The Band Corp., which counseled the American defense establishment on the Vietnam war, concludes in a new study that South Vietnam's exiled leaders regard the United States as a major culprit in their defeat.

The study was based on interviews with 27 former high-ranking South Vietnamese officers and civilians. Their view was that the United States played the role of a "gigantic but somewhat blind and often oppressive 'super-ally' who did not clearly understand the nature of the war." But they also concluded that the top echelons of South Vietnamese leadership were riddled with corruption, incompetence and cowardice.

Rand, the premier "think tank" for the U.S. Air Force throughout the war, received $226 million in Department of Defense contracts during the 12-year period from 1964 through 1975, when Saigon fell. And South Vietnamese leaders during the war denounced printed reports on corruption as being defeatist or communist propaganda.

With the advantages of hindsight, political asylum in the United States and the confidentiality extended to those who requested it, the former South Vietnamese leaders were candid and even matter-of-fact about their own corruption.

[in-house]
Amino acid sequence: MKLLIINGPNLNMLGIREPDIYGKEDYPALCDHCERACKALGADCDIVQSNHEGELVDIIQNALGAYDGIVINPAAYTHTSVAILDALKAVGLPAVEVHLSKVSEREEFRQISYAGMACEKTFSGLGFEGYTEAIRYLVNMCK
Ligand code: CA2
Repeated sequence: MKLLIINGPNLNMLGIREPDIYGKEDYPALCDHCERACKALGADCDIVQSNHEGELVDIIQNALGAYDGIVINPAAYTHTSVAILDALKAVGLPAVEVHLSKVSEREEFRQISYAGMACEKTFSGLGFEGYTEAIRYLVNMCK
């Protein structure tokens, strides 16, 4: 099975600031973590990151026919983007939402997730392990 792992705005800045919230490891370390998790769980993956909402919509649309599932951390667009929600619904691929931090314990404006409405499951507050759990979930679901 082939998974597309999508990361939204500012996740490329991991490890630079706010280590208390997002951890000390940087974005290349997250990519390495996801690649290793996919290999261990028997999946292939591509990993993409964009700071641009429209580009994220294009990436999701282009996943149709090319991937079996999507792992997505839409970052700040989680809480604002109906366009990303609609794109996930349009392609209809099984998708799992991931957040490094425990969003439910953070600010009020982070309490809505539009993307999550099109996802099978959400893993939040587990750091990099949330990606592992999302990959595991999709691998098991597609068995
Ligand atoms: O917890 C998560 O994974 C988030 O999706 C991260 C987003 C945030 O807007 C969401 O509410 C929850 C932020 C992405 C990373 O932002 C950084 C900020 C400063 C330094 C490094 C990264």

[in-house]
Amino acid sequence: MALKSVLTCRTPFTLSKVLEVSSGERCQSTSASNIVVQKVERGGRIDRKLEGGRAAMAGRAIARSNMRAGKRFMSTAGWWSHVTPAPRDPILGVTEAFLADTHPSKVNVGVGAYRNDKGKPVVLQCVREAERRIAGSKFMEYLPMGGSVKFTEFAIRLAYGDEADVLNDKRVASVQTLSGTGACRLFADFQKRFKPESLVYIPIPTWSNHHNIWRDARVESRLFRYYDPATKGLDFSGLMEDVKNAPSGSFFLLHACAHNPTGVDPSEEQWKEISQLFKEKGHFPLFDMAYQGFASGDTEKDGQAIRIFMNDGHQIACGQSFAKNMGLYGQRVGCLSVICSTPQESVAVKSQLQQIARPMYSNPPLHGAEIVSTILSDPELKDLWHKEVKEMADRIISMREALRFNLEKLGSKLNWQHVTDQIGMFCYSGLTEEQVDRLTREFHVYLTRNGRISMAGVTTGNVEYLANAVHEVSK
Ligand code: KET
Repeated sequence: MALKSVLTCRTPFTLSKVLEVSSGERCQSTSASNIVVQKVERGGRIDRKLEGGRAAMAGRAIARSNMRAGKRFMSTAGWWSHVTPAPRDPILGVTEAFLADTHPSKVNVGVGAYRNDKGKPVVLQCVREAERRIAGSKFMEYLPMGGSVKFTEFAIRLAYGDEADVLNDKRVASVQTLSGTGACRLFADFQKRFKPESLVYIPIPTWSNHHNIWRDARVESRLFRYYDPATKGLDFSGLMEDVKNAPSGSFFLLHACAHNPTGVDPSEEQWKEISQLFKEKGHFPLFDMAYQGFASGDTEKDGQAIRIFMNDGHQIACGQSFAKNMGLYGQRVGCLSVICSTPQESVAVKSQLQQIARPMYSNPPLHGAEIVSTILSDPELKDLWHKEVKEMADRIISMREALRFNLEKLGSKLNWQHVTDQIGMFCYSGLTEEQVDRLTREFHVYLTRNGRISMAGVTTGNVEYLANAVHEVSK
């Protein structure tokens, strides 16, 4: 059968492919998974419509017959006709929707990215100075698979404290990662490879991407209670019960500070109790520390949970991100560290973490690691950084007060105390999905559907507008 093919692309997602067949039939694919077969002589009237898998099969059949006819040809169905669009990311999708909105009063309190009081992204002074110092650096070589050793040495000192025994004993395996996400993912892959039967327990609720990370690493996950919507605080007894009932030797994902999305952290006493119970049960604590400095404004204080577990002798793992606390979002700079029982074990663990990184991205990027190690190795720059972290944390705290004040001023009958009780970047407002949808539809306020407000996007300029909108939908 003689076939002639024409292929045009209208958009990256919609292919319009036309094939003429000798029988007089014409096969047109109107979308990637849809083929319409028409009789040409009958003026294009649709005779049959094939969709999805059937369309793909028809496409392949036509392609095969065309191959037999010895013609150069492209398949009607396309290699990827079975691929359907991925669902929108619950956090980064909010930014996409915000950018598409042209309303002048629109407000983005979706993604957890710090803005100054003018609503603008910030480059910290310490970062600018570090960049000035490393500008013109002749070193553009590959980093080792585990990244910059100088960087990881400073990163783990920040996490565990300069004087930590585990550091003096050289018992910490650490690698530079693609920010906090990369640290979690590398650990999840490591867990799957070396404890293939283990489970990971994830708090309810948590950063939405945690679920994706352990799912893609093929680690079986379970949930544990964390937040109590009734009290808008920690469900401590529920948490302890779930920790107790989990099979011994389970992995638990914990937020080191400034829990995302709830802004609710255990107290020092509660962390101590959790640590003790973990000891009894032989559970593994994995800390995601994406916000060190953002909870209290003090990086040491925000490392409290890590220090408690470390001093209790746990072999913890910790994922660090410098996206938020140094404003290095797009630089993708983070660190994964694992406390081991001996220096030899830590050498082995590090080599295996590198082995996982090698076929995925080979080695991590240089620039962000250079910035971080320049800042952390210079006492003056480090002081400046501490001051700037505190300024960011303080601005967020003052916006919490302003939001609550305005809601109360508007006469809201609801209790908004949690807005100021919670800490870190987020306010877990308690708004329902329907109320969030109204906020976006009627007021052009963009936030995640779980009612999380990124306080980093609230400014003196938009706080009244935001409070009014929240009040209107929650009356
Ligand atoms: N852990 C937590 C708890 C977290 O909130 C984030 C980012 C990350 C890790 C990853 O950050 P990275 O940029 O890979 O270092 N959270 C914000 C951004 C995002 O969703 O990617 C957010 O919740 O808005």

"... There was not one highranking person in the Saigon government who was not accused by at least some of the respondents as having participated in the corruption and profited from it," said the report, which was prepared for the Department of Defense historian.

The corruption mentioned came chiefly in four forms: racketeering in scarce and often vital goods, bribery of officials, selling of jobs and appointments and collection of army pay from "ghost soldiers" and "rollcall soldiers."

"A "ghost soldier" was one who had been killed in combat but was still carried on the army rolls. "Rollcall soldiers" were deserters.

The most eloquent indictment of South Vietnamese corruption came from an unidentified "top commander," who said:

"Corruption always engenders social injustice. In Vietnam, a country at war, social injustice was more striking than in any other country. Corruption had created a small elite which held all of the power and wealth, and a majority of middleclass people and peasants who became poorer and poorer and who suffered all the sacrifices.

"It was these people who paid the taxes to the government, the bribes to the police, who had to buy fertilizer at exorbitant prices and to sell their rice at a price set by the government, and it was also these people who sent their sons to fight government, and it was also these people who sent their sons to fight government, and it was also these and die for the country while high people sent theirs abroad.

"An army doctor once told me that he was disheartened to see that all the wounded, all the amputees who crowded his hospital came from the lower class, from the peasants' families, and that they had suffered and sacrificed for a small class of corrupt elite."

The three authors of the report -- Stephen T. Hosmer, Konrad Kellen and Brian M. Jenkins -- say in a brief preface that they tried to summarize what the respondents said without evaluating their statements. The interviews have been withheld by Rand to insure the promised confidentality.